That being said, there are a few smart new features worth mentioning. Besides the remote gestures we already described, the S-Pen is also put to great use in the improved hand-writing recognition features of the Note10. OCR has really come a long way and works surprisingly well on the Note10, even with pretty horrible handwriting. The Note is also smart enough to not only transcribe your scribbles but also save any color options you might have input and then export all of the data to Word for further editing you want. Now you can also directly save notes in PDF format or as an image.
The S-Pen can be pretty helpful while editing text. You can use it to zoom and highlight. Doodling is pretty fun on the Note10 especially if you take advantage of AR Doodle. That way you can have your drawing follow people around in the camera viewfinder.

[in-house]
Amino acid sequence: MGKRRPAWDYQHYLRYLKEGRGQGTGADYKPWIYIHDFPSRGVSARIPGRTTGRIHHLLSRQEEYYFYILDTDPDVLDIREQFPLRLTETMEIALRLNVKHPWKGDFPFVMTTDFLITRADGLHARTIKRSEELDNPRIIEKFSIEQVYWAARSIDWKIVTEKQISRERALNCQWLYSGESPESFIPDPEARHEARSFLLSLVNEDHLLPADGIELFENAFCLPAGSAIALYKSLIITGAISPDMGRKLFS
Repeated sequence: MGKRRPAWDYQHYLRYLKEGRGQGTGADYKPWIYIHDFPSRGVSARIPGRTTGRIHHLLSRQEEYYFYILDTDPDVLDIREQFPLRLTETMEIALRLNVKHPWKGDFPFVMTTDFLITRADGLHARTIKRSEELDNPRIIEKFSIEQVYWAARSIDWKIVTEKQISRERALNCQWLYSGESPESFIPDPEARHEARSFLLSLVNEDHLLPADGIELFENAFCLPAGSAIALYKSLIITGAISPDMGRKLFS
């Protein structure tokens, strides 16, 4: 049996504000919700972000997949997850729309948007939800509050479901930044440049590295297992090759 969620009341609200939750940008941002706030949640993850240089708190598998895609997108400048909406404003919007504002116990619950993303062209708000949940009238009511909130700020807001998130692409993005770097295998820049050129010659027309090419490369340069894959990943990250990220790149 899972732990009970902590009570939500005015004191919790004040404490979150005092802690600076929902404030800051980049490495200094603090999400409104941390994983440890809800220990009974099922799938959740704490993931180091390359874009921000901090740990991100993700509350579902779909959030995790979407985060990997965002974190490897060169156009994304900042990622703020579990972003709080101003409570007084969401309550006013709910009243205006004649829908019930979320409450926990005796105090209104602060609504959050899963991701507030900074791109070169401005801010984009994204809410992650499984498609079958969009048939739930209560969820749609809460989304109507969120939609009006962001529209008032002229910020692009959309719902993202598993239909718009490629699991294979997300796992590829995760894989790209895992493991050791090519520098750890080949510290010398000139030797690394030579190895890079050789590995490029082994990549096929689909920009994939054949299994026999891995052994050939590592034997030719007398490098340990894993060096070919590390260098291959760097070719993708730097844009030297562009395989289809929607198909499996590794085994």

Speaking of video, the Note10 takes a bit more serious and in-depth approach to editing and post-processing. First off, there is a redesigned and more feature-rich default video editor to play around with. And if that’s not it, Samsung has partnered with Adobe to create a version of Adobe Rush specifically for the Note10. You can grab that as an optional download for some serious video editing work.

And if you plan on putting combined clips on the Note10, chances are you might want to capture the screen as well. Samsung has you covered with a pretty versatile new screen recorder, complete with a picture in picture mode. The latter could potentially be good for game recording as well.